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Warriors super fan passes away; Oakland animal shelter looking for loving home for his 2 dogs

By Andre Torrez

OAKLAND, Calif. - If you weren't familiar with Golden State Warriors super fan, Lloyd Canamore, perhaps you've seen his iconic house in Oakland

Mr. Canamore famously painted his West Oakland home on 35th street in the team's colors – blue and gold. We reported on the struggles Canamore experienced, when he came close to losing the home on more than one occasion. In 2020, Stephen Curry boosted a Gofundme for Canamore on his Instagram page. It ended up raising more than $290,000. The home had been in the family for more than 50 years. 

Lloyd Canamore’s connection to his home on 35th Street in West Oakland runs a half a century deep, and so does his connection to the Golden State Warriors. Photo credit: GoFundMe post.

Sadly, Canamore recently passed away, and his two dogs were taken in by a local shelter. 

Ann Dunn, the director of Oakland Animal Services, said a neighbor called animal control and the two dogs, Rambo and Baby Miracle, ages 10 and 6 respectively, were placed under their custody on August 31. 

This week, volunteers from the shelter put out a call on social media, asking for ‘Dub Nation’ to come to their aid. They would like someone to adopt both dogs and to keep the pair together.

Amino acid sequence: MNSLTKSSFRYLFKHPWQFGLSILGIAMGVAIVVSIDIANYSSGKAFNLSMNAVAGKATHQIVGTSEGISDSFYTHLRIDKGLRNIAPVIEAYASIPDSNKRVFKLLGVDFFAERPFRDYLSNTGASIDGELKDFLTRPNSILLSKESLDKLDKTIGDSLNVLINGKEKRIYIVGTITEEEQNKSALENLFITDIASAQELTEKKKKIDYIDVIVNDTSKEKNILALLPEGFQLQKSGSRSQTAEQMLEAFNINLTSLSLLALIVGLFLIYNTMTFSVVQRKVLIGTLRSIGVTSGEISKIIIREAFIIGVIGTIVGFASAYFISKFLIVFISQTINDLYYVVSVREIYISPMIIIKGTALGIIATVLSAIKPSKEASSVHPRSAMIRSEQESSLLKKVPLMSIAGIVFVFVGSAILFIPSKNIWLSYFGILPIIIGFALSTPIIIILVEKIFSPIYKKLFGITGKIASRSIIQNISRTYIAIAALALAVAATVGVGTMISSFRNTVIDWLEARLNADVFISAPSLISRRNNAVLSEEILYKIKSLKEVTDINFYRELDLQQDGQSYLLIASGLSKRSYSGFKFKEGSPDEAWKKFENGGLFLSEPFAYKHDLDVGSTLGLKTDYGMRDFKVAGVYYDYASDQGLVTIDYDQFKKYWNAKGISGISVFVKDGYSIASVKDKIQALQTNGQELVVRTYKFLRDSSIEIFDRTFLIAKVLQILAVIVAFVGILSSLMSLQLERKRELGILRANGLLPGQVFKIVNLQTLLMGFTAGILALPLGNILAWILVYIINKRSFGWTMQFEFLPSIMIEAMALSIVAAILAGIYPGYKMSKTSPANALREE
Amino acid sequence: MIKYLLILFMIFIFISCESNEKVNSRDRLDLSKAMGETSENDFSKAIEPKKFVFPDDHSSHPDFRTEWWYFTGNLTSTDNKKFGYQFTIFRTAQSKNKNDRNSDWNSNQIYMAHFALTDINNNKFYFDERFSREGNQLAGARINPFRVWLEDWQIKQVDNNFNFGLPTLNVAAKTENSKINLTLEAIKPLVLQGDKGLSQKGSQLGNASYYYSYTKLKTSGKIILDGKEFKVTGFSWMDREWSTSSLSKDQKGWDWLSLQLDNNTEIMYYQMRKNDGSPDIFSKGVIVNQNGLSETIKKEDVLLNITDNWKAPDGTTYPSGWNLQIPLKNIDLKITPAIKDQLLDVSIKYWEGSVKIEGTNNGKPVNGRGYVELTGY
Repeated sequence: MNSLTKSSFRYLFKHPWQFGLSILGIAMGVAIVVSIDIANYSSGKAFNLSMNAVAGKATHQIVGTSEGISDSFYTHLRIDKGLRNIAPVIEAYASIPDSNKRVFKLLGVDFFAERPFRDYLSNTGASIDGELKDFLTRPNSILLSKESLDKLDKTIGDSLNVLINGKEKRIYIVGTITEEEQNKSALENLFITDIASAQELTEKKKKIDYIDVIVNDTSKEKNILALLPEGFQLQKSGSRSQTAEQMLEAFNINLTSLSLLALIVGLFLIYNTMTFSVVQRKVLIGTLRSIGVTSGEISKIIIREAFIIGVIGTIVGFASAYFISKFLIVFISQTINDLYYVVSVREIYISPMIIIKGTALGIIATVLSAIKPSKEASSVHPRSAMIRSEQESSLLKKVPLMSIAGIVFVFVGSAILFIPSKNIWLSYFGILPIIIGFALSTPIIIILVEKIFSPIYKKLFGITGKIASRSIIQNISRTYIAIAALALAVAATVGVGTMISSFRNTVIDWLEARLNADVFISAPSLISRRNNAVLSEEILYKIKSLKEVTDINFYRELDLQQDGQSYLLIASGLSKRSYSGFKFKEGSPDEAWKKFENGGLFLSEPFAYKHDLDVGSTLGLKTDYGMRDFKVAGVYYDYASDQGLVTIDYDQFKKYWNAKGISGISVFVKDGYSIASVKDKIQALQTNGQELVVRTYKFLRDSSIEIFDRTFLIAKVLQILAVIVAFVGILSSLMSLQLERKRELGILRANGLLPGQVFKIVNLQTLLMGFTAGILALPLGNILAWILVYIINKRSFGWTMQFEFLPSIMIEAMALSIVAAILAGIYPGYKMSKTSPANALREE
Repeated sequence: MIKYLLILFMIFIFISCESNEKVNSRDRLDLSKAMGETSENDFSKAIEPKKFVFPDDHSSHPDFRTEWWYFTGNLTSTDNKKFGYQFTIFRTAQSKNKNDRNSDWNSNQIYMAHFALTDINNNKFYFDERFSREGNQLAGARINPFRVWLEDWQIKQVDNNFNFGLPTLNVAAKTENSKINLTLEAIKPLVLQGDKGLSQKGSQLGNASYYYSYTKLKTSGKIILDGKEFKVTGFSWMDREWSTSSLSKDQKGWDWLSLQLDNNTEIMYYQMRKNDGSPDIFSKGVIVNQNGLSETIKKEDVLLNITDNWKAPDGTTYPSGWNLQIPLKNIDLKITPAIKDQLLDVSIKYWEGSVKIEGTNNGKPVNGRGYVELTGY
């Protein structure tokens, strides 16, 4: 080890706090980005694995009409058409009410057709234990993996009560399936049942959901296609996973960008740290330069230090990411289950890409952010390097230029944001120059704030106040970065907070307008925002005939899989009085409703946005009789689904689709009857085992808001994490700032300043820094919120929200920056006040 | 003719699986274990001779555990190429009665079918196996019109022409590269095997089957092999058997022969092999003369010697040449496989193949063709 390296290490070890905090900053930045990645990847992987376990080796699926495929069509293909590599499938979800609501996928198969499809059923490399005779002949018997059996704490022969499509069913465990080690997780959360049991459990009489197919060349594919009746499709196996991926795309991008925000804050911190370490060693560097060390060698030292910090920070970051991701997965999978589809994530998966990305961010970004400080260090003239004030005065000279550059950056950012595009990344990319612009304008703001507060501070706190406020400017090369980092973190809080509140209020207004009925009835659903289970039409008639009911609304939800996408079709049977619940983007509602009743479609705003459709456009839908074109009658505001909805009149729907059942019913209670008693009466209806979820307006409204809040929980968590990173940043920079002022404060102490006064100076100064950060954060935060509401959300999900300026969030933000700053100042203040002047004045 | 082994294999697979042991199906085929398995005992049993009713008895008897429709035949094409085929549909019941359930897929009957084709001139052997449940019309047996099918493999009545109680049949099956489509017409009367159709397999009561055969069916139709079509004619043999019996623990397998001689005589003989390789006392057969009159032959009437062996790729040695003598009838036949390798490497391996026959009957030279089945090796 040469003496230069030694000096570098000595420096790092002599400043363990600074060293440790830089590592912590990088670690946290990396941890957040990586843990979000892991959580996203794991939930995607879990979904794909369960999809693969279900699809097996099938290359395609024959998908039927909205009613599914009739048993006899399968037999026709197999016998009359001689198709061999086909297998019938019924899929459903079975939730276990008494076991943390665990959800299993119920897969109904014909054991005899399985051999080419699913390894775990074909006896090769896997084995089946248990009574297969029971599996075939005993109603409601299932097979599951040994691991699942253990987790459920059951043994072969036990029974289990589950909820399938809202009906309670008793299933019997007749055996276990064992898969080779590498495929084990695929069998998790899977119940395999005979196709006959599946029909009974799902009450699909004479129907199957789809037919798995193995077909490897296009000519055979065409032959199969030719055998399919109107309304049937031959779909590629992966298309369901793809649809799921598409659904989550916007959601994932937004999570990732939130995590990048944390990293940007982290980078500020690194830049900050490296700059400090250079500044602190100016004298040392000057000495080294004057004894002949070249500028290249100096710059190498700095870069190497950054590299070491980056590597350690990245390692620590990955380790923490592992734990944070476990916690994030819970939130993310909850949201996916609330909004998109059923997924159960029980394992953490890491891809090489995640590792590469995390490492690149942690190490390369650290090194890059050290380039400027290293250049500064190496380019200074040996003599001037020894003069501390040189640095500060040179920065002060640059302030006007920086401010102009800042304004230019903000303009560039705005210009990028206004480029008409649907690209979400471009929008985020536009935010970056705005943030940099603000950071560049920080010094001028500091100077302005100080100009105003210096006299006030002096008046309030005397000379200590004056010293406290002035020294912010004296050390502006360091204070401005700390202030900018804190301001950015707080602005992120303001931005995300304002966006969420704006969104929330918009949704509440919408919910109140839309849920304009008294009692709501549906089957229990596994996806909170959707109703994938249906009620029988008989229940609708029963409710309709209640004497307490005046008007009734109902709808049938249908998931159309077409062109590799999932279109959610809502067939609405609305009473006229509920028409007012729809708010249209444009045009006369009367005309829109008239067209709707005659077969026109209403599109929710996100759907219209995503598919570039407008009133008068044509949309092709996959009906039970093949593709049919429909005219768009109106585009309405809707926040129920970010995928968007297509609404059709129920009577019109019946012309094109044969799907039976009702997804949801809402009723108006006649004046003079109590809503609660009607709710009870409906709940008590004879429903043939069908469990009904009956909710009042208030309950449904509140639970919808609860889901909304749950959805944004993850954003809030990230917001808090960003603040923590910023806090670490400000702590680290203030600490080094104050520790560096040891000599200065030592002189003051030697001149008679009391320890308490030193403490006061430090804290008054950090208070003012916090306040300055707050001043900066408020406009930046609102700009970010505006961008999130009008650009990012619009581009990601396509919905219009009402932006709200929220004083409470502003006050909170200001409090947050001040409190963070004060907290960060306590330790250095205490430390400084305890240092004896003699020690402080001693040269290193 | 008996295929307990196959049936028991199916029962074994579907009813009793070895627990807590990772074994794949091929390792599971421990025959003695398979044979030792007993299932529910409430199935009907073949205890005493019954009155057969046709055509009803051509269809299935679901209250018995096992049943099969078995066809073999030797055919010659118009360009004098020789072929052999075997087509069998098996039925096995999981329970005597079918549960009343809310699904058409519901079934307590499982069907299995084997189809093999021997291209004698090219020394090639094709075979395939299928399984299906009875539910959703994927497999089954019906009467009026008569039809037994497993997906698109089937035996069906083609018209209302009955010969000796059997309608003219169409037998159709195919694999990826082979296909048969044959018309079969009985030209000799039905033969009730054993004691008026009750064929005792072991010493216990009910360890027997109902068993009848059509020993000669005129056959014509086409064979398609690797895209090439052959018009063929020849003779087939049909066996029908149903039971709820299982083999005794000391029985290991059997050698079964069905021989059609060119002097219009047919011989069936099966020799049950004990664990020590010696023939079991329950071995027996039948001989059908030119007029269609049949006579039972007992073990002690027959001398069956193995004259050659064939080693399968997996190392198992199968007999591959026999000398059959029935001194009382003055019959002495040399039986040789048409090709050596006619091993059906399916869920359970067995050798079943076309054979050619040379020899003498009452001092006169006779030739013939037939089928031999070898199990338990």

"The dogs are mixed, pit and terrier," Dunn said on Thursday. The social media post said the "sweet dogs are heartbroken to lose their beloved human." 

They are showing signs of stress living in a shelter. 

Dunn said Rambo and Baby Miracle are anxious around new people and getting them to come out takes some coaxing, but they have seen a veterinarian and are in good condition. Rambo is about 50 pounds, while Baby Miracle weighs in at 62 pounds.

The shelter has a 95% live release rate, something Dunn considers a very high rate for an open admission municipal center. She attributes that success to dedicated volunteers who show a lot of energy. The shelter also has a "great foster program." Adoptions have more than doubled in the last few years, Dunn said. 

"We know that Lloyd was a beloved part of the Warrios family so we're sure there's someone out there who can make his family members part of their family," one of the shelter's social media posts read. 

While most shelters are under resourced, Dunn said Oakland Animal Services has some 250 volunteers and 1,000 people fostering animals in a given year. 

The call for a loving home has seen a great response in the digital realm, but that hasn't translated to a permanent living situation, nor forever human companionship for these pooches. 

"We've seen a great response on social media, interest and concern, but no one came in yet today," said Dunn. 

"It's gonna take a unique person who is gonna appreciate that these dogs have been through a lot of trauma," Dunn said. "We're looking for someone who is patient."

Article Topic Follows: Sports

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